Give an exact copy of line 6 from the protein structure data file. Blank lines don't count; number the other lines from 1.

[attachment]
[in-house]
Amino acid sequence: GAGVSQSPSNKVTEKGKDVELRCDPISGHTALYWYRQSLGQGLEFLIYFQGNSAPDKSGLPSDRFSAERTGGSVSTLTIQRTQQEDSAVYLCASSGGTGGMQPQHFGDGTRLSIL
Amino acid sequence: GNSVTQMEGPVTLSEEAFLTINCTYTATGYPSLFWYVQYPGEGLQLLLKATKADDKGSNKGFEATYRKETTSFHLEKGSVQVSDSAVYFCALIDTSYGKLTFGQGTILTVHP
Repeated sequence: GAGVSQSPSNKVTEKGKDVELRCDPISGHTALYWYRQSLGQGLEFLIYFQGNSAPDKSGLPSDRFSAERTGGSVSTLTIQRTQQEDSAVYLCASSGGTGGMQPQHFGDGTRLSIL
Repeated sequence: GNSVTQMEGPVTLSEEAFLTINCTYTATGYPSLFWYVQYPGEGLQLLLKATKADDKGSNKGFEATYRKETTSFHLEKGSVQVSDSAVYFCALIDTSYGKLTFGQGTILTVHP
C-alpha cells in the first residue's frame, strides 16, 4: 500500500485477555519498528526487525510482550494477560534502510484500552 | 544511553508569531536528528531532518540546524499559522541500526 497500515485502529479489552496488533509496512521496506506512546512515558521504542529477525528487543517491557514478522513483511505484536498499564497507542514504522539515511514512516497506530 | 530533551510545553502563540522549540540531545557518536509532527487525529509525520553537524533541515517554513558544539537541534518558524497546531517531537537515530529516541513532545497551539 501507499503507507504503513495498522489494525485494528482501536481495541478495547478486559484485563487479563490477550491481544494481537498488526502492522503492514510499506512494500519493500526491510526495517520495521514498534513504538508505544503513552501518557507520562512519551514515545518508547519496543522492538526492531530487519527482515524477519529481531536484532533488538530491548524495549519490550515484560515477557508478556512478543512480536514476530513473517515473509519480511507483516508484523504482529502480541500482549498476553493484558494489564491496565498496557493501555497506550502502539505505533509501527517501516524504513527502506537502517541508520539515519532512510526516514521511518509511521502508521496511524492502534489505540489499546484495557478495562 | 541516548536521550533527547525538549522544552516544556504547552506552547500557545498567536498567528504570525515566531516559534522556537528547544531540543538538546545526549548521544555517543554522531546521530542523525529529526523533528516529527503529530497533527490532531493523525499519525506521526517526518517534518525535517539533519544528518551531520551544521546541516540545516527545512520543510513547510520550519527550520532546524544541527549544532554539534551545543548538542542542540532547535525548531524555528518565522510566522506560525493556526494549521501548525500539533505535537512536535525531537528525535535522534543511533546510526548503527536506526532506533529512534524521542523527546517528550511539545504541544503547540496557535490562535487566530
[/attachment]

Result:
C-alpha cells in the first residue's frame, strides 16, 4: 500500500485477555519498528526487525510482550494477560534502510484500552 | 544511553508569531536528528531532518540546524499559522541500526 497500515485502529479489552496488533509496512521496506506512546512515558521504542529477525528487543517491557514478522513483511505484536498499564497507542514504522539515511514512516497506530 | 530533551510545553502563540522549540540531545557518536509532527487525529509525520553537524533541515517554513558544539537541534518558524497546531517531537537515530529516541513532545497551539 501507499503507507504503513495498522489494525485494528482501536481495541478495547478486559484485563487479563490477550491481544494481537498488526502492522503492514510499506512494500519493500526491510526495517520495521514498534513504538508505544503513552501518557507520562512519551514515545518508547519496543522492538526492531530487519527482515524477519529481531536484532533488538530491548524495549519490550515484560515477557508478556512478543512480536514476530513473517515473509519480511507483516508484523504482529502480541500482549498476553493484558494489564491496565498496557493501555497506550502502539505505533509501527517501516524504513527502506537502517541508520539515519532512510526516514521511518509511521502508521496511524492502534489505540489499546484495557478495562 | 541516548536521550533527547525538549522544552516544556504547552506552547500557545498567536498567528504570525515566531516559534522556537528547544531540543538538546545526549548521544555517543554522531546521530542523525529529526523533528516529527503529530497533527490532531493523525499519525506521526517526518517534518525535517539533519544528518551531520551544521546541516540545516527545512520543510513547510520550519527550520532546524544541527549544532554539534551545543548538542542542540532547535525548531524555528518565522510566522506560525493556526494549521501548525500539533505535537512536535525531537528525535535522534543511533546510526548503527536506526532506533529512534524521542523527546517528550511539545504541544503547540496557535490562535487566530